Adder

Reptiles

Description

The Adder is the only venomous snake native to Britain. Although the Adder has the most highly developed venom injecting mechanism of all snakes, they are not aggressive animals, and will only use their venom as a last means of defence (usually if caught or trodden on). There have been no deaths, within the UK, from an adder bite for over 20 years. With proper treatment, the worst effects are nausea and drowsiness, followed by severe swelling and bruising in the area of the bite. Most people who are bitten were handling the snake. Please treat adders with respect and leave them alone.

Adders are often found in areas of rough, open countryside and are often associated with woodland edge habitats. They are less inclined to disappear into the surrounding undergrowth when disturbed and so are frequently seen. The best time to see them is in early spring when they emerge from their hibernacula. By mid April, the males have shed their dull winter skins and are ready to mate. There is a lot of frenzied activity on warm days, with males looking for females and occasionally wrestling with other males for supremacy. The 'dance of the adders' was thought to be a mating display, but it is a larger male attempting to drive off a smaller one. The snakes writhe around each other in an impressive way, often covering the ground at great speed.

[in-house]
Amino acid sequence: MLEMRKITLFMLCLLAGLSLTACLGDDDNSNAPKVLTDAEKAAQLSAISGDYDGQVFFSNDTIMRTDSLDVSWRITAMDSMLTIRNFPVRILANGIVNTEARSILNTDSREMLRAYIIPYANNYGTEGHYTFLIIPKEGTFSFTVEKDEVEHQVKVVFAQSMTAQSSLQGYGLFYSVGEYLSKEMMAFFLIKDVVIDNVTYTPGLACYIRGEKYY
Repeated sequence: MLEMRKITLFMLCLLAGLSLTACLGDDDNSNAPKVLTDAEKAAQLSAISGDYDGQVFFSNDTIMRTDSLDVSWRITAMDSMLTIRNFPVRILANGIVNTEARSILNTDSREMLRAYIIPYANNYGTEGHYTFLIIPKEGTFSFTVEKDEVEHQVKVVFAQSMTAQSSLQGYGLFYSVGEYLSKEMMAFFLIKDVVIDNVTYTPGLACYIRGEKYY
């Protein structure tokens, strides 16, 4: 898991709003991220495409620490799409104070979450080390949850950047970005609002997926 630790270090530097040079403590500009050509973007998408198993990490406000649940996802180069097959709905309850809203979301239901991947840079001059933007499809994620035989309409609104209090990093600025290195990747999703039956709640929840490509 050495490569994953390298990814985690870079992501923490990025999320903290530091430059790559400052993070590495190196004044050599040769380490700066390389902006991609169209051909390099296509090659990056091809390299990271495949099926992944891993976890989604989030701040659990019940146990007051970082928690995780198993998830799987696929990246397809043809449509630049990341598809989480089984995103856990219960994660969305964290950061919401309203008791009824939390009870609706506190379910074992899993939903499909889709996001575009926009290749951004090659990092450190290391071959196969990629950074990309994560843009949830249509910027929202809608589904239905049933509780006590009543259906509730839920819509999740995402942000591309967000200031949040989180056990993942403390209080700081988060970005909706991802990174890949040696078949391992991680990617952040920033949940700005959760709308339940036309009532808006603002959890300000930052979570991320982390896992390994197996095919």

The majority of adders are distinctively marked with a dark zigzag running down the length of the spine and an inverted 'V' shape on the neck. Males are usually white or pale grey with a black zigzag, whilst females are a pale brown colour, with a darker brown zigzag.  Some adders are entirely black and can be mistaken for some other species.

Adders can sometimes be seen at Wem Moss Nature Reserve.


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Did you know?

The area of Fenn's, Whixall and Bettisfield Mosses combined is the third largest area of raised peat bog in Britain. On average, 1 hectare of peatland can store 10 times more carbon than 1 hectare of woodland



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